EDUC535 – Pitch Project

Culturally Relevant Pedagogy

Project Based Learning

Community

Leadership

Activism

Alexandria City Public Schools Demographics

Where: Alexandria City Public Schools

Why ACPS: First, ACPS has a fairly equal amount of white, black and African American, and Hispanic students with the representation of all other ethnicities and races. Second, the area is culturally diverse with many programs and events already in place to promote awareness and celebration of the city’s diversity. Third, ACPS is arguably a solid representation of where the state’s student population could progress to as Virginia grows in diversity. Both charts were created by myself from the statistics available on the VDOE demographic enrollment data collected for the 2017-2017 school year.

Plan For Reform: Teachers will collaborate to create a cross-content curriculum that is project based and culturally relevant. The students will be given the opportunity to learn through community interaction and cultural saturation. For example, the students in Alexandria could benefit from both strong Latinx and African American culture. Therefore, a science class teaching the laws of motion could collaborate with a physical education teacher and have the students learn how to break dance, krump, and/or do salsa or merengue.

Va. Public School Demographics

Additionally, the school could have a guest speaker(s) from the community come in and talk about these dances, perform, and discuss careers in the arts, immigration, and other similar and relevant subjects across content areas. The ACPS schools would also incorporate responsible activism and civic mindedness into their lessons. For example, the students would learn about the Civil Rights Movement connected to the Black Lives Matter (BLM) movement or the Trail of Tears in conjunction to the Dakota Access Pipeline (DAPL) protests. History, Science, and English teachers could collaborate on lesson plans that encourage students to write to politicians and practice letter writing and peer-editing, and instead of a community leader coming to the students, the students could learn about organizing an authorized and law abiding protest in their community.

Goal: The purpose of this plan is to create a creative and engaging school system that is teaching students to be proactive and passionate leaders that are invested in the betterment of their communities (big and small), giving them the tools to succeed in their aspirations, and encouraging them to think critically while growing their awareness of all cultures.


 References

Byrd, C. M. (2016). Does culturally relevant teaching work? An examination from student perspectives. SAGE Open, 6(3), 1-10. doi:10.1177/2158244016660744

Council, M. R., Cartledge, G., Green, D., Barber, M., & Gardner, R. (2016). Reducing risk through a supplementary reading intervention: A case study of first- and second-grade urban students. Behavioral Disorders, 41(4), 241-257. doi:10.17988/bedi-41-04-241-257.1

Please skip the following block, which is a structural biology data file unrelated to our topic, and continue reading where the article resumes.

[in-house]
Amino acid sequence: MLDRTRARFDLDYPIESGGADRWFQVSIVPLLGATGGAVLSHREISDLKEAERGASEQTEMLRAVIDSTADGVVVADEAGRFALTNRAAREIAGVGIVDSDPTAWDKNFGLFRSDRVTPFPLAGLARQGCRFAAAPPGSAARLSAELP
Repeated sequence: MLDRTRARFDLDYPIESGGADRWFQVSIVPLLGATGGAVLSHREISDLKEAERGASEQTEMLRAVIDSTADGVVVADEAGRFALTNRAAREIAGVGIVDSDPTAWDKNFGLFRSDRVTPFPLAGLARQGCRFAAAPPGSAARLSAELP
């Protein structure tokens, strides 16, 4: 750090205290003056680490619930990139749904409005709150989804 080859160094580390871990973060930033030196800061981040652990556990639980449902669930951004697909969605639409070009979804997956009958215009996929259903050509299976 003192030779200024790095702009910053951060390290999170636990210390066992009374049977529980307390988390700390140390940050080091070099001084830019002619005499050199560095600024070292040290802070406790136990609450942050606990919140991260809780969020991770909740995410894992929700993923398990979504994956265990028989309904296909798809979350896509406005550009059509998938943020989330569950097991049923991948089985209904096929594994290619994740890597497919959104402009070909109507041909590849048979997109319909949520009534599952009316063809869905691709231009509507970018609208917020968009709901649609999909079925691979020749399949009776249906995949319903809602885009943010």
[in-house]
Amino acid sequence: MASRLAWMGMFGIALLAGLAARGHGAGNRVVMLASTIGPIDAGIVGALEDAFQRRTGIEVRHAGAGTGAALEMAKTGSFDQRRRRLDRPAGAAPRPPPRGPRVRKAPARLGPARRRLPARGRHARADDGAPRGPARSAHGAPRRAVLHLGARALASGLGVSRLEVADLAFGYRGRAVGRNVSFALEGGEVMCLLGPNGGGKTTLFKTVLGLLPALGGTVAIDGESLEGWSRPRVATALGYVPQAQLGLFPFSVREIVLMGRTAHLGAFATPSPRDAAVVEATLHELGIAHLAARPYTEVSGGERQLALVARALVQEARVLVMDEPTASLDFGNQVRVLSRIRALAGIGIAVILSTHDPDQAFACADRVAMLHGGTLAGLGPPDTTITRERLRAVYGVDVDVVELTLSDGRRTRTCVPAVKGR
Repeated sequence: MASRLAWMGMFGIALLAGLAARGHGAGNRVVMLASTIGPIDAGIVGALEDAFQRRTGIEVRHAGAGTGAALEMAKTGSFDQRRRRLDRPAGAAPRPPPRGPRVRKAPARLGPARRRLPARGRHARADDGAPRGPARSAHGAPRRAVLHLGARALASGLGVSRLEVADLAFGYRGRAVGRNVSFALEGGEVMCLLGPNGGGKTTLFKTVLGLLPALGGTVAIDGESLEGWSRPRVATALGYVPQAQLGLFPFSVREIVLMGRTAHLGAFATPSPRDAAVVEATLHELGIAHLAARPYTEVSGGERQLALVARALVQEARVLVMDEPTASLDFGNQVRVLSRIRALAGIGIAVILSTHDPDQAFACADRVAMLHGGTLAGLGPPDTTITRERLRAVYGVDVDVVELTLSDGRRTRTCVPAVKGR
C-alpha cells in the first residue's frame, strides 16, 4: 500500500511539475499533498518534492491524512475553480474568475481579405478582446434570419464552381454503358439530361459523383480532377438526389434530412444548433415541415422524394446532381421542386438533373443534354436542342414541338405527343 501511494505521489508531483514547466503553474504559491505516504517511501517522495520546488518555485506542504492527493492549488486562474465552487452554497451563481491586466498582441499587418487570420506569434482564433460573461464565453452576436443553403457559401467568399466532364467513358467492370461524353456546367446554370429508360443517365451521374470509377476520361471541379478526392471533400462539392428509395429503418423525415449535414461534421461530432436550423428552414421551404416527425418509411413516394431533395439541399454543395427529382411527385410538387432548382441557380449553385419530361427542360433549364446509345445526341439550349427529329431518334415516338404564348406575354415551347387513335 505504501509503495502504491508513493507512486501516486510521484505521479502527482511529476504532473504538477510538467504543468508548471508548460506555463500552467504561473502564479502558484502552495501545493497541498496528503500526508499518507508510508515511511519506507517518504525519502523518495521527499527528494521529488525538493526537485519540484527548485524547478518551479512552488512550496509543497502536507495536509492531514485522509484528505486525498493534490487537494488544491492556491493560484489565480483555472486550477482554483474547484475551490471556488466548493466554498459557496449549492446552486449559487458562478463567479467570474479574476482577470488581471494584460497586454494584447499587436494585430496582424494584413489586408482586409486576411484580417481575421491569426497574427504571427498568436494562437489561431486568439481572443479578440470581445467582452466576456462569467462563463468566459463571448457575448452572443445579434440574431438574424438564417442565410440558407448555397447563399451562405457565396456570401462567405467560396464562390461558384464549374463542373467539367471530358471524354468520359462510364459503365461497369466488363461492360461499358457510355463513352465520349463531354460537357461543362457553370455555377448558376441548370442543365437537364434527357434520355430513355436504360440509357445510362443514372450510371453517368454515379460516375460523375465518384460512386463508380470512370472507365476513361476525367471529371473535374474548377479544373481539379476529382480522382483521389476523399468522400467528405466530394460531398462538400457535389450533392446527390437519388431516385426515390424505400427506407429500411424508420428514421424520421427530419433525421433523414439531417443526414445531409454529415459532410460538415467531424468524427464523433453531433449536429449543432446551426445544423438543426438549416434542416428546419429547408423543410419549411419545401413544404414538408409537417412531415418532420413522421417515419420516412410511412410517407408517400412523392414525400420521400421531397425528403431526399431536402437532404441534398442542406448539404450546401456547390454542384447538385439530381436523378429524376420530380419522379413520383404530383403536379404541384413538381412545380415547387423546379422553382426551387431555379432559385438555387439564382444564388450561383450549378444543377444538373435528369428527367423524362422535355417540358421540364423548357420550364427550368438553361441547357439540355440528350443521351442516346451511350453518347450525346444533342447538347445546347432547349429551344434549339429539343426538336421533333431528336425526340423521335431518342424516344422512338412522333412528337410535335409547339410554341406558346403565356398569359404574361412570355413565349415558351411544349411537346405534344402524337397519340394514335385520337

Dekaney, E. M., & Robinson, N. R. (2013). A comparison of urban high school students’ perception of music, culture, and identity. Journal of Music Teacher Education, 24(1), 89-102. doi:10.1177/1057083713505221

Dickson, G. L., Chun, H., & Fernandez, I. T. (2016). The development and initial validation of the student measure of culturally responsive teaching. Assessment for Effective Intervention, 41(3), 141-154. doi:10.1177/1534508415604879

Green, R. (2015). Effect of principal and student gender on New York City high school performance outcomes. SAGE Open, 5(3), 1-22. doi:10.1177/2158244015591707

Houchen, D. (2012). “Stakes is high”: Culturally relevant practitioner inquiry with African American students struggling to pass secondary reading exit exams. Urban Education, 48(1), 92-115. doi:10.1177/0042085912456845

Ladson-Billings, G. (1995). But that’s just good teaching! The case for culturally relevant pedagogy. Theory into Practice, 34(3), 159-165. doi:10.1080/00405849509543675

LeChasseur, K. (2014). Critical Race Theory and the meaning of “community” in district partnerships. Equity & Excellence in Education, 47(3), 305-320. doi:10.1080/10665684.2014.933069

Rivas-Drake, D., Syed, M., Umaña-Taylor, A., Markstrom, C., French, S., Schwartz, S. J., & Lee, R. (2014). Feeling good, happy, and proud: A meta-analysis of positive ethnic-racial affect and adjustment. Child Development, 85(1), 77-102. doi:10.1111/cdev.12175

Trujillo, T. M., & Woulfin, S. L. (2014). Equity-oriented reform amid standards-based accountability: A qualitative comparative analysis of an intermediary’s instructional practices. American Educational Research Journal, 51(2), 253-293. doi:10.3102/0002831214527335

Wyatt, T. R. (2014). Teaching across the lines: Adapting scripted programmes with culturally relevant/responsive teaching. Pedagogy, Culture & Society, 22(3), 447-469. doi:10.1080/14681366.2014.919957


For research on the diversity of Alexandria, Virginia, please visit Immigrant Alexandria. This research project is part of the University of Mary Washington’s undergraduate History and American Studies program. I took part, specifically, on the Bolivian immigration portion of this project.


Featured image citation: Yamamoto, O. (2014, November 28). Black Lives Matter Black Friday: NYC action in solidarity with Ferguson. Mo, encouraging a boycott of Black Friday consumerism. Courtesy of Wikimedia Commons and available at: https://commons.wikimedia.org/wiki/File:Black_Lives_Matter_Black_Friday_(15740453008).jpg

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